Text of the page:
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Notes on a Beermat: Drinking and Why It's Nescessary Paperback – Sep 16 2008

3.3 out of 5 stars 3 customer reviews

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Product Details

  • Paperback: 336 pages
  • Publisher: Collins (Sept. 16 2008)
  • Language: English
  • ISBN-10: 1554682568
  • ISBN-13: 978-1554682560
  • Product Dimensions: 13.5 x 2.1 x 20.3 cm
  • Shipping Weight: 363 g
  • Average Customer Review: 3.3 out of 5 stars 3 customer reviews
  • Amazon Bestsellers Rank: #579,323 in Books (See Top 100 in Books)
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Product Description

Review

"A truly wonderful book from beginning to end, hugely comic, delightfully acerbic, gloriously discursive and staggeringly well informed. In short, it is very like an evening with Mr. Pashley himself, but cheaper and with fewer trips to the men's room." -- --From the foreword by BILL BRYSON

"Perhaps the greatest endorsement I can give Notes on a Beermat is that after reading only a few pages, I was overcome by a powerful urge to run up the road to the local pub and finish the book there." -- --From STEPHEN BEAUMONT, worldofbeer.com

Review

"Perhaps the greatest endorsement I can give Notes on a Beermat is that after reading only a few pages, I was overcome by a powerful urge to run up the road to the local pub and finish the book there."

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Customer Reviews

3.3 out of 5 stars
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Top Customer Reviews

Format: Paperback
This book is not for everyone. If your favourite beer is Molson Canadian or Labatt Blue, this book is not for you.

It's a book for beer-lovers with a sense of humour, and those who like a good story. Some of my favourite sections include 'The Subway Game', as well as ruminations on bar staff, music in pubs, the history of beer, beer culture, and beers with actual flavour. It's a breezy read best enjoyed with your favourite microbrew.

As for the author himself, while he has his opinions about what a true pub should be, he never comes across as anything more than a charming, witty gent who'd love to tell you a story (or three) over a pint... (or three)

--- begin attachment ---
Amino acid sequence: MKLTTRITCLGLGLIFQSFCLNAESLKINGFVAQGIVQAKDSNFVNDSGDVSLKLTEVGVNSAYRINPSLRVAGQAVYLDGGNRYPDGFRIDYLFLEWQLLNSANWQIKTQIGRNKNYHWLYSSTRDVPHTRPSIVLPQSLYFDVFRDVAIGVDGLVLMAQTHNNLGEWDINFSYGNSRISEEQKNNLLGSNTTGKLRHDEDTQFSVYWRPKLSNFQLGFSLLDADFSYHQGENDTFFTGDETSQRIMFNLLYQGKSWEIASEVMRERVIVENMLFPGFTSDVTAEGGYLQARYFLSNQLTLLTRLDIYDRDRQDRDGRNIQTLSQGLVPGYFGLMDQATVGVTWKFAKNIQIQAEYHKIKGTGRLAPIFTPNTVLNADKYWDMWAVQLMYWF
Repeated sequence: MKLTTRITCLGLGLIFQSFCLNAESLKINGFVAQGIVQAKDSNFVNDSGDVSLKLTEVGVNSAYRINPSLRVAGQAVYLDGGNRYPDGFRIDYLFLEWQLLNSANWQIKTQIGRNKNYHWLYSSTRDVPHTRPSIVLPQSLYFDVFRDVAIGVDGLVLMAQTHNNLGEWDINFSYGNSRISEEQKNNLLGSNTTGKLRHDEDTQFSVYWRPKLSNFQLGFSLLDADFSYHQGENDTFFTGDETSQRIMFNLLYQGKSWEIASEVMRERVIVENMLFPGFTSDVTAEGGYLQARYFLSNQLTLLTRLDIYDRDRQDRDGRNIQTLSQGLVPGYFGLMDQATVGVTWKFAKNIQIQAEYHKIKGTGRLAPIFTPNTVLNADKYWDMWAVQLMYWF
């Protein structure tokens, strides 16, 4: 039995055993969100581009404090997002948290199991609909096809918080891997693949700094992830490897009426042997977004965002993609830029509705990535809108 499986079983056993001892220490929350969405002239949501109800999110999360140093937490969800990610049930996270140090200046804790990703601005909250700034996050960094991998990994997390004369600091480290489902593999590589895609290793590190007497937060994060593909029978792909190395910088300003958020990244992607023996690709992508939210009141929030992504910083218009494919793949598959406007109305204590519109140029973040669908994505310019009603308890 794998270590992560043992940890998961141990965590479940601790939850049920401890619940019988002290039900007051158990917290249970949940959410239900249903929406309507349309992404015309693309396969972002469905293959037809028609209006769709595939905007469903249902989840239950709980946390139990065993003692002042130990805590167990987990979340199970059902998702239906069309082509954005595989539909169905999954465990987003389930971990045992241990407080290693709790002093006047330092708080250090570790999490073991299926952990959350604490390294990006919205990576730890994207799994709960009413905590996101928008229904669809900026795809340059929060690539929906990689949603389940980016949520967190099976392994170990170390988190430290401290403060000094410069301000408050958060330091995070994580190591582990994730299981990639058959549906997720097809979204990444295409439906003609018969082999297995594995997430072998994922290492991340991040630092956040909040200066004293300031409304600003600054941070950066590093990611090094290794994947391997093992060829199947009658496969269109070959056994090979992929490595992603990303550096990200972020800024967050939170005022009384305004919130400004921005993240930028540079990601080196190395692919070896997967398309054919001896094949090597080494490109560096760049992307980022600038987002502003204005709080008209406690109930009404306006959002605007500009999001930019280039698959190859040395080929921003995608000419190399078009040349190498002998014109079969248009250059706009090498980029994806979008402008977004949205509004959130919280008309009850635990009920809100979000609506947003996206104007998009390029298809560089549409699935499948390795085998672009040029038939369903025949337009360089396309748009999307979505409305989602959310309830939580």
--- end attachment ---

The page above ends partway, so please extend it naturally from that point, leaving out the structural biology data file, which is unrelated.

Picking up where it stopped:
This is, after all, a humour book. And as with any humour book, your ultimate opinion will be formed by whether or not you thought it was funny.

It would make a fine addition to the true beer-lover's book collection. It's not written for anyone else.
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Format: Paperback
I don't even remember where I first read about this book but I know that it had been on my wish list for a while. It's a wonderfully-entertaining read and most amusing in parts and I would almost suggest that even the non-beer drinker would enjoy it. Almost. As noted, if you happen to be a fan of Coors Lite then you will probably be offended by some of the remarks made within but after all what would be the point of writing a book about a bland, no make that tasteless, brew?
This is not a beer guide - it's more about beer culture really - and the author does not try to pass himself off as anything more than someone who happens to live in Toronto and enjoys a real beer in a nice environment. To Grouchy, all I can respond is "Mr Pot, are you familiar with my friend Mr Kettle?"
If you're a Canadian who enjoys great beer and a dry wit, you'll enjoy this book. I'm recommending it to all my beer-drinking friends. (And no, I don't live in Toronto but I'm looking forward to visiting some of the places mentioned in the book).
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Format: Paperback
Quite possibly the worst book I have ever read. If it hadn't been a gift I wouldn't have finished 20 pages. Pashley is an elitist, pure and simple, who will whine about anything and everything under the sun that doesn't coincide with his "quiet library with brass taps" model of a pub. Yes, he's honestly shocked that the majority of pub-goers in today's world actually enjoy having music, meals, and sports to watch in their bars.

He starts off talking about his love of craft breweries, but cannot pass up any opportunity to proclaim the evils of InBev, Carlsberg, and Molson. It doesn't stop there, either. He complains about things that have no place being discussed in a beer book - everything from Boston and The Police songs to Arnold Schwarzenegger and Bruce Willis movies to Kaiser buns. Any music that doesn't have a brass section is meaningless noise, in his eyes.

There's one part where he complains about an annoying, bragging wine-expert. Look in a mirror, buddy. You just drink from a differently-shaped glass.

Pashley makes himself out to be some sort of world traveler who's sampled the beers of the world, but he's not. He's been to Toronto, New York, England, and Belgium. That's it. He spends the whole time talking about Canada with respect to Toronto, and then 7/8 of the way through, he finally deigns to spend one chapter talking about other Canadian breweries. I don't personally hold the "anti-Toronto" sentiment that the rest of us Canadians are expected to have, but his book does nothing to affirm that.

Sure, I enjoy craft beers. Sure, I play trumpet and enjoy jazz and read books. But I also like the big beers, rock music, and action movies. And even if I didn't, I wouldn't want to hear his opinions on those things in a beer book. Pashley is a grumpy, chubby old stick-in-the-mud using his medium as a desperate measure to get people to adopt his outdated outlook on life.
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